be minimised by burning off with light, controlled fires. Quoting thousands of acres
of forest severely burnt by wild fires in the previous summer, Mr. Livesey claimed
that the Forests Department’s fire control policy had failed.
He was contradicted by Mr. A.J. Milesi, then fire control officer of the Forests
Department, who blamed the severe fires on careless burning ‘by others’. Some
beekeepers supported Mr. Milesi. Nevertheless, the conference agreed to a motion
expressing grave concern at the failure of the Forests Department to ‘adequately
protect forests from uncontrolled bushfires.’ There was no suggestion that beekeepers
should be issued with matches at Government expense, but the motion may have
helped to encourage a Conservator of Forests, Mr. A.C. Harris, to introduce more
deliberate controlled burning. Clearly it was not enough to prevent the disastrous
bushfires in 1961 around Dwellingup, and widely elsewhere.
Drawing these four news items together, I get the impression of long standing
muddled thinking over bushfire policy in south-west Australia, due initially to a
failure by some politically influential early European settlers to understand why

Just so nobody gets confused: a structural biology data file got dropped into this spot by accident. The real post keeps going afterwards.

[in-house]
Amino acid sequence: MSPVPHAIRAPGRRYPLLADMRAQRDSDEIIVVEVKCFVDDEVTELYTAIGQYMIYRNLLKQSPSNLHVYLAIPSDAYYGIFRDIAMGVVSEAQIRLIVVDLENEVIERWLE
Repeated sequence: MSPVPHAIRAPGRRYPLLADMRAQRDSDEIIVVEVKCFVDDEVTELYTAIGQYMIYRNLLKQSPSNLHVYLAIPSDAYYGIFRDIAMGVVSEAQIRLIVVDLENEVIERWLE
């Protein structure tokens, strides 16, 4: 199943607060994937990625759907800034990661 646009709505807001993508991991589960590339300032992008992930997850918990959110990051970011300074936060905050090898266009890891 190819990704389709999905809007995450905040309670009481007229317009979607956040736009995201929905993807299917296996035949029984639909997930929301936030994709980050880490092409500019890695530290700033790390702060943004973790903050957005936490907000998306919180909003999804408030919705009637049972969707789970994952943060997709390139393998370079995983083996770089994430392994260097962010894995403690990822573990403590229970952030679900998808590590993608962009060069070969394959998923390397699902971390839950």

Noongars burnt the bush frequently, and the likely harmful effect on Noongars,
settlers, plants, and animals, of preventing such fires.
We should cautiously note that York is far from Augusta and Walpole, and different
groups of Noongars probably used different methods and timing of burning. For
example, I have been told that the Wadandi people, along the Blackwood River, did
not burn in summer, but in autumn. I don’t know if this is true, but it’s worth
investigating with Wadandi descendants. It might relate to academic conservation
claims about some ‘rare and endangered’ frogs (Geocrinia) in their country,
allegedly under threat from prescribed burning. These frogs are found along
Spearwood Creek, and, as mentioned previously, I have been told, by a late Noongar
Elder, that spear shaft thickets along creeks were protected from fire for twelve years.
Fire marks on over five hundred old balga (grasstree, Xanthorrhoea preissii) stems,
some dating back to 1750, suggest that most of the jarrah forest was burned every
two to four years, rather than the biennial burning east of the Darling Scarp. Using the
same balga technique in the goldfields woodlands near Coolgardie, fire intervals back
to the nineteenth century showed eight to ten year intervals in goldfields woodland